Dr. Niket Sonpal suggests that the optimal method of combining intermittent fasting and exercise involves timing workouts during eating periods so as to utilize the peak nutrition levels. “And if you do heavy lifting, it’s important for your body to have protein after the workout to aid with regeneration,” he adds. Amengual is a big believer in following up any strength training with the carbohydrates and protein combination, ideally within 30 minutes of finishing the workout.

Safety First

The success of any weight loss/exercise program depends upon the safety of sustaining it over time. A few key tips on proceeding prudently can make all the difference when a client is experimenting with TRF.

 Drink Up!

Sonpal stresses that fasting does not include fluid consumption encouraging fasters to drink more water during periods of restricted feeding. In an effort to maintain electrolyte homeostasis, Sonpal suggests coconut water. “It replenishes electrolytes, is low in calories, and tastes pretty good,” he says. Many sports beverages are laden with sugar and empty calories and are best avoided during TRF.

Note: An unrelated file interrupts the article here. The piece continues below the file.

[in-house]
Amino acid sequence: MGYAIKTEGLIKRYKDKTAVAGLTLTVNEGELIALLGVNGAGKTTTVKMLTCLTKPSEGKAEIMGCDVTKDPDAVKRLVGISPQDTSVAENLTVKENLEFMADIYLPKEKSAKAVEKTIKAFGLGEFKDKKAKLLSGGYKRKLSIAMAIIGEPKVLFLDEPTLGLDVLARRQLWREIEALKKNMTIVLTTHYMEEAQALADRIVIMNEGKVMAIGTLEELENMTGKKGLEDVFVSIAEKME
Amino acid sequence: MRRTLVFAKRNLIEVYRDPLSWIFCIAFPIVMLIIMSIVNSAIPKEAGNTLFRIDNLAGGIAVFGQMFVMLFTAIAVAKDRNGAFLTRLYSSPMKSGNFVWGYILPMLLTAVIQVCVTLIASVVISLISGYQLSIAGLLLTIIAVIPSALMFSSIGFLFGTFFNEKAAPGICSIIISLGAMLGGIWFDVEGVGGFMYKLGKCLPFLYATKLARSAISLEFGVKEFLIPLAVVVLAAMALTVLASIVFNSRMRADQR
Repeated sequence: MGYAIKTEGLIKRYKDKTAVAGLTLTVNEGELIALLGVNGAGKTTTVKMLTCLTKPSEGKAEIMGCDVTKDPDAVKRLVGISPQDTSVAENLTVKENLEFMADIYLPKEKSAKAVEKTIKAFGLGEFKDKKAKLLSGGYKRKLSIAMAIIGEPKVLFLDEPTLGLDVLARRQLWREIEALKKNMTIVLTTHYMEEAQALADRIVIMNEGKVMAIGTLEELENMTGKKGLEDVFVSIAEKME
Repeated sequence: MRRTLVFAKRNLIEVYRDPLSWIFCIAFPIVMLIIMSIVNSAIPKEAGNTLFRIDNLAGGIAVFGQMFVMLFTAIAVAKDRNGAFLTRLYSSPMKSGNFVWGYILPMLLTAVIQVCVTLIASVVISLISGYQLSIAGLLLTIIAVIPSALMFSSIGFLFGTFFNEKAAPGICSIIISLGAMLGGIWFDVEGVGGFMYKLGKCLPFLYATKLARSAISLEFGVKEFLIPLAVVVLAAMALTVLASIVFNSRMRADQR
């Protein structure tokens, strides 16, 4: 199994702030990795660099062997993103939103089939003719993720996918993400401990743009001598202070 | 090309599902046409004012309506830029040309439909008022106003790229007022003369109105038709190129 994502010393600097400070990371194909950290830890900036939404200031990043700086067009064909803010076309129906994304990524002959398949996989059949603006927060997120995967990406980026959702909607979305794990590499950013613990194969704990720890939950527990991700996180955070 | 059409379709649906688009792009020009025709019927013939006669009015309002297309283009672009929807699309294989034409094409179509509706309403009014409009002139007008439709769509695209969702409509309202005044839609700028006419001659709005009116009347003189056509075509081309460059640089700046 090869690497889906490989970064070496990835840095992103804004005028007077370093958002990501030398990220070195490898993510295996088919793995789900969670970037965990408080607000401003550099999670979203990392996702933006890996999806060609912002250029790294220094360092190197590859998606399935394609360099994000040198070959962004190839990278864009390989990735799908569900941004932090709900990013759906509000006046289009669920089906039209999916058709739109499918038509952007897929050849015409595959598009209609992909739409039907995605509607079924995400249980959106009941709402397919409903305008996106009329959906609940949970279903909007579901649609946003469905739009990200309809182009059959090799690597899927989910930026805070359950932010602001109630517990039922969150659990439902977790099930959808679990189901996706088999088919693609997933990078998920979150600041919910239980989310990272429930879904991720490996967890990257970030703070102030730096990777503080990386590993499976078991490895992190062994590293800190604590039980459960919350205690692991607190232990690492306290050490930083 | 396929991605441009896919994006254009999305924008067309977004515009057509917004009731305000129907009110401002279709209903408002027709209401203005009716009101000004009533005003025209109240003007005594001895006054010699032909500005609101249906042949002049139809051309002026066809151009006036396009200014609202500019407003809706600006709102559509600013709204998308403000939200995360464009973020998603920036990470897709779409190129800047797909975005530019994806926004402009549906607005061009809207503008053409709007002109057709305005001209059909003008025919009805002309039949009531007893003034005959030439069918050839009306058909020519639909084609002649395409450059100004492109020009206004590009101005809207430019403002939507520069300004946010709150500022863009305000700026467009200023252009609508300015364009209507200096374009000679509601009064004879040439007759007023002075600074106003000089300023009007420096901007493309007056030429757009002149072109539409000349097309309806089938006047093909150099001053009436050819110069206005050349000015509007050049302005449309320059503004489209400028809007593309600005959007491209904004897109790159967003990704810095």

Stick to Low-Intensity and Shorter Workouts

If a client says he/she is pondering a 24-hour intermittent fast, Lippin suggests sticking to low-intensity workouts (walking, yoga, or Pilates). Working within the parameters of a 16- hour fast/8- hour fuel plan, bear in mind that the majority of the 16-hour fasting window is evening, sleep, and early morning. A client on this program can feel comfortable sticking to his/her regular type of exercise.


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During my foray into TRF, I chose a fueling window of 12 hours per day, allowing me to tap into the benefits while not having to sacrifice any part of my training. According to Dr. Longo, if you eat only for four to six hours a day, “then you start to see gallstone formation [and] increase the chance that you’re [going to] need your gallbladder removed.”